I finally continued with my plaster statue of Pan (read here more about it). After much doubt about a beautiful red block of granite it ultimately became a piece of Chinese Porphyry. It is not too expensive, it's easier to carve and looks stunning.
Good news! There is another budget for the restoration of the St. Eusebius's Church in Arnhem (the Netherlands). Today a press release came out that the municipality and province have provided funding for a transitional period of a few months, and the expectation is that the rest of the restoration project will in time be provided for as well. As a result, I can now report that the next few months I will be busy carving a whole batch of new statuettes for the flying buttresses of this church. Below is an account of the first two that Stide and I made.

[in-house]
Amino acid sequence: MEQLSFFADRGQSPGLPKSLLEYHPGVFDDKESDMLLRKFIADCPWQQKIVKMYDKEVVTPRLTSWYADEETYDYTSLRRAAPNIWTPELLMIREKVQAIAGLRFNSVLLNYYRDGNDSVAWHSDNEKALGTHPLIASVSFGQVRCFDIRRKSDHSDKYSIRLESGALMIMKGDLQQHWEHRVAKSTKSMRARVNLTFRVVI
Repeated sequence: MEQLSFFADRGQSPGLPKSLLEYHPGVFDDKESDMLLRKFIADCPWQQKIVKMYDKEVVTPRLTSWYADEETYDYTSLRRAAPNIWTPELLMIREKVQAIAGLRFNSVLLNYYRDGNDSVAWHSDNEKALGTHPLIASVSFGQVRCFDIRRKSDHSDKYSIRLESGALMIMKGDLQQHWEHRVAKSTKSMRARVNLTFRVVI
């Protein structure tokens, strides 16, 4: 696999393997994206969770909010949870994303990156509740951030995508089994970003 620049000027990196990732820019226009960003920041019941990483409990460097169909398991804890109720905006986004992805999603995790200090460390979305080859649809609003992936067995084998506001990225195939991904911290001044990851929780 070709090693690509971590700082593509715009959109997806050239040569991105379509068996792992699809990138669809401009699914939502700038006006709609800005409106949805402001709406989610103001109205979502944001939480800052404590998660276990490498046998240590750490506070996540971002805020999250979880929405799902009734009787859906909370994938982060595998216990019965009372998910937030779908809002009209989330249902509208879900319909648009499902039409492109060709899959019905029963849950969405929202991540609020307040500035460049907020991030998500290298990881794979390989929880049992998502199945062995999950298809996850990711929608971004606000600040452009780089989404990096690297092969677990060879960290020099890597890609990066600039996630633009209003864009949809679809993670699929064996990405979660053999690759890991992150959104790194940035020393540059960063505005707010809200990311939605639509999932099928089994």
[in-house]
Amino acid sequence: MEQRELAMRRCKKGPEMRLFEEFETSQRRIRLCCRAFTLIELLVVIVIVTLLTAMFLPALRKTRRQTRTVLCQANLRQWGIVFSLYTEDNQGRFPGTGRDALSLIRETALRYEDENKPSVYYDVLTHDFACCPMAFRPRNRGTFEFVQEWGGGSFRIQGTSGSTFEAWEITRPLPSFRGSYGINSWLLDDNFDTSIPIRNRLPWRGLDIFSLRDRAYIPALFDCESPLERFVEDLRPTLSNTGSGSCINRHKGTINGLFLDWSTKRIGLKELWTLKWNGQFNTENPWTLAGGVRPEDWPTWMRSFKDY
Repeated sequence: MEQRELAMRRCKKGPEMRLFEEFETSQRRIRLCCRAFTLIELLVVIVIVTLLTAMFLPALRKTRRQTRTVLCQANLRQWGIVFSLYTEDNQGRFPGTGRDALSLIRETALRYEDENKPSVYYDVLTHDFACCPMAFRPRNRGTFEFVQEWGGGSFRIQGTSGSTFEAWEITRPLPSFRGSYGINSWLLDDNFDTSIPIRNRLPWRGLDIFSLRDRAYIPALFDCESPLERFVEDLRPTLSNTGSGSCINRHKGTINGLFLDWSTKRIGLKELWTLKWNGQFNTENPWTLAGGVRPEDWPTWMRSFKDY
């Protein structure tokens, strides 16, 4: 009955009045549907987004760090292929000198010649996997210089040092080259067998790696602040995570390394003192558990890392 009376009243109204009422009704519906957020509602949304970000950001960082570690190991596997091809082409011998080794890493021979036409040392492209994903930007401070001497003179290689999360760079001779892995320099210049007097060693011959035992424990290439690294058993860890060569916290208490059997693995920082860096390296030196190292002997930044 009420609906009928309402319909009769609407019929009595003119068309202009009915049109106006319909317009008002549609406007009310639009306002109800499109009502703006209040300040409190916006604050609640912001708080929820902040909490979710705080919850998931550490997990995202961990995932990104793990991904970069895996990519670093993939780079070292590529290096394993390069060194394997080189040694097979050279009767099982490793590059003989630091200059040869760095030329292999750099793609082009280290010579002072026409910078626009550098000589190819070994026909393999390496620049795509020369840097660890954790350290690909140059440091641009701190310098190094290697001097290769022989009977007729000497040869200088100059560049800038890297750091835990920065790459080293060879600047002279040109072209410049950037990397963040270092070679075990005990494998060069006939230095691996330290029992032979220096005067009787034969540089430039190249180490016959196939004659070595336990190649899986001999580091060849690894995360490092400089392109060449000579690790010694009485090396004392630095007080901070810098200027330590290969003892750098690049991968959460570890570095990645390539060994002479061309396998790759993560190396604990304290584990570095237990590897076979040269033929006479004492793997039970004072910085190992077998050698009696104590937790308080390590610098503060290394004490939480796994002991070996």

Today I once again started on an interesting restoration job. I went to St. Lambert's church in Veghel to collect two statues: Moses and Aaron, carved in Udelfanger sandstone. The statues date back to about the construction time of the church, round 1860. …Read the whole article… →
I've arrived at the point where I can cut the openings between the ferns. It's just that some of the openings are so narrow that a normal angle grinder doesn't fit in between. Fortunately there are several solutions: